Rose fan club

Jim’s roses serve as a backdrop for graduation and wedding pictures.

“Parishioners, pilgrims, visitors, brides and grooms notice them,” said Myler. “This evening we will have Cathedral school graduation.”

Another photo op for the roses.

“It’s appropriate that the church, especially the Cathedral, has a rose garden,” Myler said. “That symbol of Christ as a rose comes to us even from the Old Testament. ... Every rose — yellow, white, hundreds of blooms — is a symbol of Christ himself.”

Occasionally, Bishop Edward Braxton admires his work.

“Our bishop loves roses,” said Jim, who counts the bishop as a friend. “He’s a nature nut. He comes here in his baseball cap and cuts them. He likes to decorate his house. It’s nice to see they get used.”

About the roses

Each little rosebush has a name tag, its name bestowed on it by the American Rose Society. They arrive by mail with no leaves, just wrapped so the roots stay damp. They cost about $25 or $30 each.

“These are what you call American Rose Society winners,” said Jim. “See the name tag? That’s the actual name. These are like my kids, I know all their names”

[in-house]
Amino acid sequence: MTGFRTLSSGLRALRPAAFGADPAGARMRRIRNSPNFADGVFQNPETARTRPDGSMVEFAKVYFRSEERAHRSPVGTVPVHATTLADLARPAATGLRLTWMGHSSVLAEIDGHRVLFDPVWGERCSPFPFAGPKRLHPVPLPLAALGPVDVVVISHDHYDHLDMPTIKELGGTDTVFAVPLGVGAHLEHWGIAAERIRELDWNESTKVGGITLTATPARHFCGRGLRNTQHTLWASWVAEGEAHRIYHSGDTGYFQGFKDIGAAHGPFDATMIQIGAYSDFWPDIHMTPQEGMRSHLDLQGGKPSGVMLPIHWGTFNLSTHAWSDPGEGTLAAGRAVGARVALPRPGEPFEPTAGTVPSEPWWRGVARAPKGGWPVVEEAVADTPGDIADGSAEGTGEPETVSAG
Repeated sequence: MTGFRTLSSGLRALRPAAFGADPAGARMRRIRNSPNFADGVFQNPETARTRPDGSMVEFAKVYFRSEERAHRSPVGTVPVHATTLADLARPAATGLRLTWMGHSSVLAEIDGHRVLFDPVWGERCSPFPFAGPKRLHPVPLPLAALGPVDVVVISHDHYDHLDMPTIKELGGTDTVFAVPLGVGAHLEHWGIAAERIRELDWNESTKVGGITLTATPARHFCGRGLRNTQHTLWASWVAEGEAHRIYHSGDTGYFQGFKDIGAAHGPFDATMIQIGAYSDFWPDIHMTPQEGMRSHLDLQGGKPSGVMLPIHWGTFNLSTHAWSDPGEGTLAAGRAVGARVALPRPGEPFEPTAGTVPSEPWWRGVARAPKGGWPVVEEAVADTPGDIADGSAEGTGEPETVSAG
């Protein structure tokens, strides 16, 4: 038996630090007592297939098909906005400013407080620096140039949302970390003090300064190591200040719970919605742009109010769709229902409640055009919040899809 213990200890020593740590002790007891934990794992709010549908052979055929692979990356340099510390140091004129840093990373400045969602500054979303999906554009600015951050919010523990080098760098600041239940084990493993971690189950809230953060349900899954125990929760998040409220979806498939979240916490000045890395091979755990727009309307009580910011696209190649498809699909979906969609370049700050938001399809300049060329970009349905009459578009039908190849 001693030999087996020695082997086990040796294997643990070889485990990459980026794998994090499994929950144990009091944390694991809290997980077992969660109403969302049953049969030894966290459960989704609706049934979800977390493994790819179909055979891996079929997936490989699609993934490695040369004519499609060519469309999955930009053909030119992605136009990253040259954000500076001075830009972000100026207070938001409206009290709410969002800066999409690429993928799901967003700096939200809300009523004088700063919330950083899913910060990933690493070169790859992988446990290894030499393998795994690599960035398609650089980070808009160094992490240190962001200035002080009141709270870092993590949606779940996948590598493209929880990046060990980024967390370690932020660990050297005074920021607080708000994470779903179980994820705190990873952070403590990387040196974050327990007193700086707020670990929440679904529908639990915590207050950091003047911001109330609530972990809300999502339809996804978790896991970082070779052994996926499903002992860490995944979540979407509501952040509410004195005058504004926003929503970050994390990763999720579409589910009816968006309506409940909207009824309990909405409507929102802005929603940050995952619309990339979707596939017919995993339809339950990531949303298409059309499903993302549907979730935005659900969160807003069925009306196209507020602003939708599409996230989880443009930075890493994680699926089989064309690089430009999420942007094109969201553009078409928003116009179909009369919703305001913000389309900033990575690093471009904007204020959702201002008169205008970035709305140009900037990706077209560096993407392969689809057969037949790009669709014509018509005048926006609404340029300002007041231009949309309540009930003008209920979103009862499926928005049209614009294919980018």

There is the white Pope Rose, named after John Paul II.

“He picked white for purity ... Nancy Reagan is like an apricot. There’s even a Ladybird Johnson. It’s orange-red. ... JFK is not open yet. Elle, that’s a beautiful pink. Radiant Perfume, an awesome yellow. Olympiad, an old rose that is red. Folklore, that’s pretty much orange. There aren’t very many oranges in the rose catalog. I have some repeats because I need the color scheme.

Jim looked down the church driveway on a quiet Tuesday afternoon, roses dancing in the breeze.

“When this is all blooming and I drive up here,” he said, “that’s the big payoff.”

If you’d like to help with the roses, Jim suggests writing “flower fund” on an envelope and dropping it in the collection basket during Mass.

Jim Bassler on roses

When they bloom: “Generally, they start May 2. Winter was brutal. This year, they are just starting now.”

When to deadhead: Almost daily. “That keeps roses coming in. Otherwise, all the energy goes to making seed if you don’t cut that head off.”

Life of a rosebush: “As long as you water and fertilize, they can last 30 to 40 years.”

Biggest blooms: The first roses of the year are the biggest. In the fall, that repeats again.

Knockout roses: “They are nice, but are a shrub rose, not for cutting.

Sunshine: They Need six to eight hours of sun.

Too much heat: “When it’s hot, it’s almost better to cut the flowers, take inside and get them into the air conditioning. If you cut off low enough, you might get three next time.”